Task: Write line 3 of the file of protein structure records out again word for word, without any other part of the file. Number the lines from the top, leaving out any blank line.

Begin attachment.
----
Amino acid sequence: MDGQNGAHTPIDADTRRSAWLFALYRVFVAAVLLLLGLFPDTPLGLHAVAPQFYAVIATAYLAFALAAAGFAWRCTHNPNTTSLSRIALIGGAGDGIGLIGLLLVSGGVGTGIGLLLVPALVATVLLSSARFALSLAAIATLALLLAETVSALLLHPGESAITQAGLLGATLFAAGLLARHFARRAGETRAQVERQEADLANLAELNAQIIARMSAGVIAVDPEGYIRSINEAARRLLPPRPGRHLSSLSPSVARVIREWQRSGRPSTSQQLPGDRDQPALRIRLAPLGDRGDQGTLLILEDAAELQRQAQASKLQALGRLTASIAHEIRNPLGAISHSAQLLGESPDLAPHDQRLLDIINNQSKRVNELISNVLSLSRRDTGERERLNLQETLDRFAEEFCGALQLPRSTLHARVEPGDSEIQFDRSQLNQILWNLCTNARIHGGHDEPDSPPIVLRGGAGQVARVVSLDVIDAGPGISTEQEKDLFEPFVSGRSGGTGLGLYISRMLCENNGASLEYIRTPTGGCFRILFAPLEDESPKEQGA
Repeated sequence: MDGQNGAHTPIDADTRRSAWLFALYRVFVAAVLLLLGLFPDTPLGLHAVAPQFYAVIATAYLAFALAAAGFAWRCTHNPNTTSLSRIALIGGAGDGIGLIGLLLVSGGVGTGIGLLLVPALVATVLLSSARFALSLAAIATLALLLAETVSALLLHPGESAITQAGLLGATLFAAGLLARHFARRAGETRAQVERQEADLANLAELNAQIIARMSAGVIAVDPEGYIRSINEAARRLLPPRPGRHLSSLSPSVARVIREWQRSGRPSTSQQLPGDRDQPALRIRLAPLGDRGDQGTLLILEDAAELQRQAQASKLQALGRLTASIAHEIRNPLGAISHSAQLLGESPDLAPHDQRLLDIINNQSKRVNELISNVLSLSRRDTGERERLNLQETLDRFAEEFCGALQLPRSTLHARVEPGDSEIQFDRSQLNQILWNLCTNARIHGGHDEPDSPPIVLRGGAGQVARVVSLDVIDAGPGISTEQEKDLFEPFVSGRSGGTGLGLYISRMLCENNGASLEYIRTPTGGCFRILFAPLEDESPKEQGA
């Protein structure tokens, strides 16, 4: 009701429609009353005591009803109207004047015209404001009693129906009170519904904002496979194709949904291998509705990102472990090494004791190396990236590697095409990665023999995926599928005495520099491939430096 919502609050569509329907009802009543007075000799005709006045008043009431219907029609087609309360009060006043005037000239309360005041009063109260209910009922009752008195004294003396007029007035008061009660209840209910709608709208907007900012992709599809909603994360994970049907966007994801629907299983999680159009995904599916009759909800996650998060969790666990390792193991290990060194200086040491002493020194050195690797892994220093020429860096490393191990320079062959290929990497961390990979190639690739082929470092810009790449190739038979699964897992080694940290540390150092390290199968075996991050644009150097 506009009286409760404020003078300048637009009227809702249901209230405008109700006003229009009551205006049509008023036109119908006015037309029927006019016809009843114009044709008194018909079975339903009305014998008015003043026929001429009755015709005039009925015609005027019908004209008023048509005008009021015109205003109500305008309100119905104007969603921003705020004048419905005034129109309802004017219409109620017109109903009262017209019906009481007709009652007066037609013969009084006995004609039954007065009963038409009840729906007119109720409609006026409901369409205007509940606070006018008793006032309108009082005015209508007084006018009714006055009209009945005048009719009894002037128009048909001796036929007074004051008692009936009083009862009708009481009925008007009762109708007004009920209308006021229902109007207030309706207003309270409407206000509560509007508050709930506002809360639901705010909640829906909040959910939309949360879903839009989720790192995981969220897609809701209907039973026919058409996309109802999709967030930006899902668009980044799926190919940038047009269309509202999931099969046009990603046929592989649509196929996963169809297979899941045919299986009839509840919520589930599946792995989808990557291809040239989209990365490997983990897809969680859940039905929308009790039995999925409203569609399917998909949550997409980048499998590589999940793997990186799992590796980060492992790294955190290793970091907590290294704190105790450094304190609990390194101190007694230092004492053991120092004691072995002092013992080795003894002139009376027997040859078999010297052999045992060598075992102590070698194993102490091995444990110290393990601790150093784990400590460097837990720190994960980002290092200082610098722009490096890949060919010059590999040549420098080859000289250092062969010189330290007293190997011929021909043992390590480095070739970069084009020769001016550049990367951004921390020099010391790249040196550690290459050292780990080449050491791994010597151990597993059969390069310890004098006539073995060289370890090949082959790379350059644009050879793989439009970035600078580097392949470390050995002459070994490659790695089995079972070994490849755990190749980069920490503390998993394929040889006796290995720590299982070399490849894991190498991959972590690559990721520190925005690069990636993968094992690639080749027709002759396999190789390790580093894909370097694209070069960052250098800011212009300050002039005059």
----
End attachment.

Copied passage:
């Protein structure tokens, strides 16, 4: 009701429609009353005591009803109207004047015209404001009693129906009170519904904002496979194709949904291998509705990102472990090494004791190396990236590697095409990665023999995926599928005495520099491939430096 919502609050569509329907009802009543007075000799005709006045008043009431219907029609087609309360009060006043005037000239309360005041009063109260209910009922009752008195004294003396007029007035008061009660209840209910709608709208907007900012992709599809909603994360994970049907966007994801629907299983999680159009995904599916009759909800996650998060969790666990390792193991290990060194200086040491002493020194050195690797892994220093020429860096490393191990320079062959290929990497961390990979190639690739082929470092810009790449190739038979699964897992080694940290540390150092390290199968075996991050644009150097 506009009286409760404020003078300048637009009227809702249901209230405008109700006003229009009551205006049509008023036109119908006015037309029927006019016809009843114009044709008194018909079975339903009305014998008015003043026929001429009755015709005039009925015609005027019908004209008023048509005008009021015109205003109500305008309100119905104007969603921003705020004048419905005034129109309802004017219409109620017109109903009262017209019906009481007709009652007066037609013969009084006995004609039954007065009963038409009840729906007119109720409609006026409901369409205007509940606070006018008793006032309108009082005015209508007084006018009714006055009209009945005048009719009894002037128009048909001796036929007074004051008692009936009083009862009708009481009925008007009762109708007004009920209308006021229902109007207030309706207003309270409407206000509560509007508050709930506002809360639901705010909640829906909040959910939309949360879903839009989720790192995981969220897609809701209907039973026919058409996309109802999709967030930006899902668009980044799926190919940038047009269309509202999931099969046009990603046929592989649509196929996963169809297979899941045919299986009839509840919520589930599946792995989808990557291809040239989209990365490997983990897809969680859940039905929308009790039995999925409203569609399917998909949550997409980048499998590589999940793997990186799992590796980060492992790294955190290793970091907590290294704190105790450094304190609990390194101190007694230092004492053991120092004691072995002092013992080795003894002139009376027997040859078999010297052999045992060598075992102590070698194993102490091995444990110290393990601790150093784990400590460097837990720190994960980002290092200082610098722009490096890949060919010059590999040549420098080859000289250092062969010189330290007293190997011929021909043992390590480095070739970069084009020769001016550049990367951004921390020099010391790249040196550690290459050292780990080449050491791994010597151990597993059969390069310890004098006539073995060289370890090949082959790379350059644009050879793989439009970035600078580097392949470390050995002459070994490659790695089995079972070994490849755990190749980069920490503390998993394929040889006796290995720590299982070399490849894991190498991959972590690559990721520190925005690069990636993968094992690639080749027709002759396999190789390790580093894909370097694209070069960052250098800011212009300050002039005059």